Cannabis for Black Lives is a nonprofit organization that wants you venture-backed, cash-rich cannabis companies to put your money where your lips are.
“What many of us realized is there were so many organizations that pledged that they would make huge changes within their organization, that they would do more for people who have been impacted by the War on Drugs, and then what happened? It fell so flat.”– Kassia Graham
They recognize that social equity won’t be what it needs to be unless the majority of businesses in cannabis speak up in support of fixing how trash the U.S Government’s War on Drugs is, and more importantly, put some of their dollars and real, public action behind their support.
Plenty of companies actually do care about making change, however the analysis paralysis of “But I don’t know how.”
The work, the people, and companies of Cannabis for Black Lives does on a monthly basis aims to make that answer obsolete.
What does Cannabis for Black Lives do?
It was created to address a new phenomenon that began in the height of the Black Square era. You know the one.
The one where corporations across all industries said they were going to make some internal changes to empower people of color both inside and outside of their companies including hiring, better pay, philanthropy, and creating a fair playing field full of deserved opportunities.
Well, a lot of that didn’t happen, and Cannabis for Black Lives saw the whole thing. But unlike the companies, they watched use social equity as a ploy, they found ways to uplift Black-led cannabis companies with intention and expediency.
“What many of us realized is there were so many organizations that pledged that they would make huge changes within their organization, that they would do more for people who have been impacted by the War on Drugs, and then what happened? It fell so flat. We want to make sure that people who are a part of Cannabis For Black Lives are keeping those promises,” says Kassia Graham, Director of Community & Strategy, during a Zoom with some of CfBL’s leadership team.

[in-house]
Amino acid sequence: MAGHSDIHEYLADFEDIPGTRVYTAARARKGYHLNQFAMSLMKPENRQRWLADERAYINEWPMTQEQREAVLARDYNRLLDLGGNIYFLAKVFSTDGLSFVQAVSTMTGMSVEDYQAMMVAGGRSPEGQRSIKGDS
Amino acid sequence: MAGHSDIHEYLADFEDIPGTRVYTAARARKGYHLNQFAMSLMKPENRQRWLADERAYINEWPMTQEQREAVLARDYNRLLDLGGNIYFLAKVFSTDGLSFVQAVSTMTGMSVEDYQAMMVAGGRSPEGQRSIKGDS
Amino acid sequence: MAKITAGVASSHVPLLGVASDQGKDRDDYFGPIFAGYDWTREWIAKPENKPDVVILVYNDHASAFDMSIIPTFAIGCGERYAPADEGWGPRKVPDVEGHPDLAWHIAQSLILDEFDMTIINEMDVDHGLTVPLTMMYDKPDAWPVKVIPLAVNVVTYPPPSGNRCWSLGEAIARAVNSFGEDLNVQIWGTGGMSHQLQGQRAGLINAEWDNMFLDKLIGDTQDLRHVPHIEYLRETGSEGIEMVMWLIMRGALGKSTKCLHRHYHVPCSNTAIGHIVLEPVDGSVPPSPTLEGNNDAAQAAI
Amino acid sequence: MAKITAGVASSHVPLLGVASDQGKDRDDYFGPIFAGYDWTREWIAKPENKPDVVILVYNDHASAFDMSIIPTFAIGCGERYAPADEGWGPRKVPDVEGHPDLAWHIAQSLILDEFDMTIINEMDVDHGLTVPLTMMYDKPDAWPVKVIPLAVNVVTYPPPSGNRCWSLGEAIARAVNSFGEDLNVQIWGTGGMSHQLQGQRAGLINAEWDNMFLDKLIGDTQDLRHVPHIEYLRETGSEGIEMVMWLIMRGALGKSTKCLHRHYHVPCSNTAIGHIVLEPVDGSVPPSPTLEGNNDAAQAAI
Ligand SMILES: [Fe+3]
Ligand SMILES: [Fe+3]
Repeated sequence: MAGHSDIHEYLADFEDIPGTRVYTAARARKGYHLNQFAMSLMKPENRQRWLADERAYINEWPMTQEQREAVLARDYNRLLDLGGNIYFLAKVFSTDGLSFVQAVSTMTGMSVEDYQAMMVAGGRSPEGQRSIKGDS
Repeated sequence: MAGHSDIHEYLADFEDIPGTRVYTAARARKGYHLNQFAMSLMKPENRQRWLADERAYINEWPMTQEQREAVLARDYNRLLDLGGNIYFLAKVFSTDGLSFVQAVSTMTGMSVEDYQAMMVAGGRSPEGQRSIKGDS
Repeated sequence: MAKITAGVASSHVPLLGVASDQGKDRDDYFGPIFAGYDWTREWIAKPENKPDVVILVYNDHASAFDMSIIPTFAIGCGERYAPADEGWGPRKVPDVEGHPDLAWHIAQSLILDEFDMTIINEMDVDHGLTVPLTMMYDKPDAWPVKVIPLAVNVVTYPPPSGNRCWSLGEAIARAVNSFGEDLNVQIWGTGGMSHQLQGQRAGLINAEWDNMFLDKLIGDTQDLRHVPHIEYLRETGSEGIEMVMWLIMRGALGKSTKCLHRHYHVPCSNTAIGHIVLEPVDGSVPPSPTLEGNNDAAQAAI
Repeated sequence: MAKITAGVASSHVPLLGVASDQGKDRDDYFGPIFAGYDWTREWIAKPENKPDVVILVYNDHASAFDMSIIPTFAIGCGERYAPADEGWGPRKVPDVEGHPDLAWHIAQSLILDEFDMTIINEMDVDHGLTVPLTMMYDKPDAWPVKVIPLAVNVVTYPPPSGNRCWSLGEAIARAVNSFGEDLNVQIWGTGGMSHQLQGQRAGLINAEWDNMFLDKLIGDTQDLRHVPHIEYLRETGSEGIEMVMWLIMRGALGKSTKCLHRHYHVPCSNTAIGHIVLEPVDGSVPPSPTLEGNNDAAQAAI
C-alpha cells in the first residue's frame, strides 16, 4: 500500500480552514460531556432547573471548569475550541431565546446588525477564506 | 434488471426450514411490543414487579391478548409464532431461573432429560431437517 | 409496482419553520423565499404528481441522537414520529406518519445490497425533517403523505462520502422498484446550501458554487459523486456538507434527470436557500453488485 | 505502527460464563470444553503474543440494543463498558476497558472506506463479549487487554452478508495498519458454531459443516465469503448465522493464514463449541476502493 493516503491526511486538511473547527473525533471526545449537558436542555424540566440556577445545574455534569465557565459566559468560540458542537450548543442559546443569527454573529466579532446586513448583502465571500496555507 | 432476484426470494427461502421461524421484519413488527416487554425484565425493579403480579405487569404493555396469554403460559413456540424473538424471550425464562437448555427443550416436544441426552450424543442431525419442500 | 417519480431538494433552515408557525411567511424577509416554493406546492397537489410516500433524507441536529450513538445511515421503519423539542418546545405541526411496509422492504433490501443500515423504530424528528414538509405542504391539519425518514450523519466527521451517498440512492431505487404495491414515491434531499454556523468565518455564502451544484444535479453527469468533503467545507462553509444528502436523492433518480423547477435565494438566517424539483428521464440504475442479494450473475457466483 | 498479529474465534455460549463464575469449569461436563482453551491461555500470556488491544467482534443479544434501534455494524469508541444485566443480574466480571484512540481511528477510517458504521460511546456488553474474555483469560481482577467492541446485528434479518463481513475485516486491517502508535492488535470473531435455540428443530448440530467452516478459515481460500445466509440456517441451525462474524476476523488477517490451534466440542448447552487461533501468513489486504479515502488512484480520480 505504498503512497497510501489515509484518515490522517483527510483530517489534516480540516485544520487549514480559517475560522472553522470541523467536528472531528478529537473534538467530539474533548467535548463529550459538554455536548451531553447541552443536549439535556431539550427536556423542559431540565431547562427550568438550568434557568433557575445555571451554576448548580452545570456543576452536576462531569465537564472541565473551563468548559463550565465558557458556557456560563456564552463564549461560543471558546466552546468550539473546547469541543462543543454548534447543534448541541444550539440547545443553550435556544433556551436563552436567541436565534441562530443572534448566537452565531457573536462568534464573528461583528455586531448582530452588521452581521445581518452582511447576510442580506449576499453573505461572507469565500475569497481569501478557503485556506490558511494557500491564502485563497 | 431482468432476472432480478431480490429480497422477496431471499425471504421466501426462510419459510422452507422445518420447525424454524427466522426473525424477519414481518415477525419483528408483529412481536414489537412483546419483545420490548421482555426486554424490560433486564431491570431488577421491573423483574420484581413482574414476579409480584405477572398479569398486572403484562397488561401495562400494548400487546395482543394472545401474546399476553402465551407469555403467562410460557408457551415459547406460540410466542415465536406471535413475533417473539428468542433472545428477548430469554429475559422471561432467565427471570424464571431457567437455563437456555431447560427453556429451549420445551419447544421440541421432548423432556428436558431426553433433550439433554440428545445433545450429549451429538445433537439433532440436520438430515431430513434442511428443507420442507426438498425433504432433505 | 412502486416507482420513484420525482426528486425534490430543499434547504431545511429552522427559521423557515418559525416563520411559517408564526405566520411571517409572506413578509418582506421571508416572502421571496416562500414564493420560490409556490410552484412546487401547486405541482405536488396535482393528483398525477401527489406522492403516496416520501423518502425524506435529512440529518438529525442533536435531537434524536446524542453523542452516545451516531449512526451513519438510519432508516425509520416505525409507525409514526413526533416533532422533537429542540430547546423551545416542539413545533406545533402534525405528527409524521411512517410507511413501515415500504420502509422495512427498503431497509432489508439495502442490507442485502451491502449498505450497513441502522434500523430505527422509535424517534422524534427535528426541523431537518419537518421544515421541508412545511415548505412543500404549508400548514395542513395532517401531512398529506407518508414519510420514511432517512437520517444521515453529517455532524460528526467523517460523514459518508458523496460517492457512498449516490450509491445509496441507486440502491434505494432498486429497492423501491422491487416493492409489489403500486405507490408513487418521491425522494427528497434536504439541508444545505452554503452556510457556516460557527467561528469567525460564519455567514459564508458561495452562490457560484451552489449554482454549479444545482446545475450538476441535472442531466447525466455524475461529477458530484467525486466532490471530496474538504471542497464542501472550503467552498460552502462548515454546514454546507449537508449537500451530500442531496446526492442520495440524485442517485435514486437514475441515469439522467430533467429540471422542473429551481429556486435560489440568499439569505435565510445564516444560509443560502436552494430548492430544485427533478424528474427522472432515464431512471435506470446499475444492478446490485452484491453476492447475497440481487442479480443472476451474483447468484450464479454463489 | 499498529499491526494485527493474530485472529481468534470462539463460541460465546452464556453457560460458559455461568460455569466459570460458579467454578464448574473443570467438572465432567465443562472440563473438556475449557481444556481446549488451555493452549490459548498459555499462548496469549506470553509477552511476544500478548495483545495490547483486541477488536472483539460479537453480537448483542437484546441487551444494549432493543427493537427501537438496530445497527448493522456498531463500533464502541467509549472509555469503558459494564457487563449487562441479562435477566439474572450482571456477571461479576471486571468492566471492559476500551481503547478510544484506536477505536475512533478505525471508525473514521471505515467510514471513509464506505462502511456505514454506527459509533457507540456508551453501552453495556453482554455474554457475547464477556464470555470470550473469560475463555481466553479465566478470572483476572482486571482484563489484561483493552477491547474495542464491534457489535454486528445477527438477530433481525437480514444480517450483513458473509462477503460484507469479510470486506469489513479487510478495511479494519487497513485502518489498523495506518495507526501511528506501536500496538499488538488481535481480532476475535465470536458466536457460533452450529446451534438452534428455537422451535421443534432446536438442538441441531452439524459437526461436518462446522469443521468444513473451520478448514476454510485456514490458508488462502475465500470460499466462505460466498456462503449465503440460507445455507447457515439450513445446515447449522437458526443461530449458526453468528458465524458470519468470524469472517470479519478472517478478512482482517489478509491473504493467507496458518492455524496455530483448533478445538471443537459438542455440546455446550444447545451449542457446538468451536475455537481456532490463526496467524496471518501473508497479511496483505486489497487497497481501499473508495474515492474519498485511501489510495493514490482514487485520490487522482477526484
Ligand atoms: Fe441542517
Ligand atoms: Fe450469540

To help companies keep these promises, Cannabis for Black Lives serves as the connective tissue that gathers cannabis brands, does the work of sourcing communal funds, and created a system where every two months they partner with and provide financial support to a different organization in the social equity space.
“When we started structuring this body of brands, thinking hey if brands work together, set themselves to standards, and held themselves accountable in three key areas: raising money and donating it to organizations that are doing the work; diversifying their social media feeds and highlighting Black and Brown voices in cannabis; and people upliftment, hiring, mentorship, all things that pertain to building diverse teams at every level, then this industry would be better off,” says Luke Anderson, co-founder of CANN and active member of Cannabis for Black Lives.
How to become a member of Cannabis for Black Lives
Becoming a member of Cannabis for Black Lives is as simple as making reasonable, consistent donations, attending mandatory monthly virtual meetings, and committing to three pillars of support for Cannabis for Black partner organizations:
- Amplification of partner organizations via digital channels
- Financial support of partner organizations
- Uplifting Black people in cannabis through company hiring, company culture, and mentorship
“The tier [of financial support] you select should be commensurate with your annual revenue. Smaller businesses with less revenue can start at the smallest tiers. The tiers range from $500; $1,000; $2,500; $5,000, $10,000, and MSOs must start at the $2,500 tier or higher.” says Graham.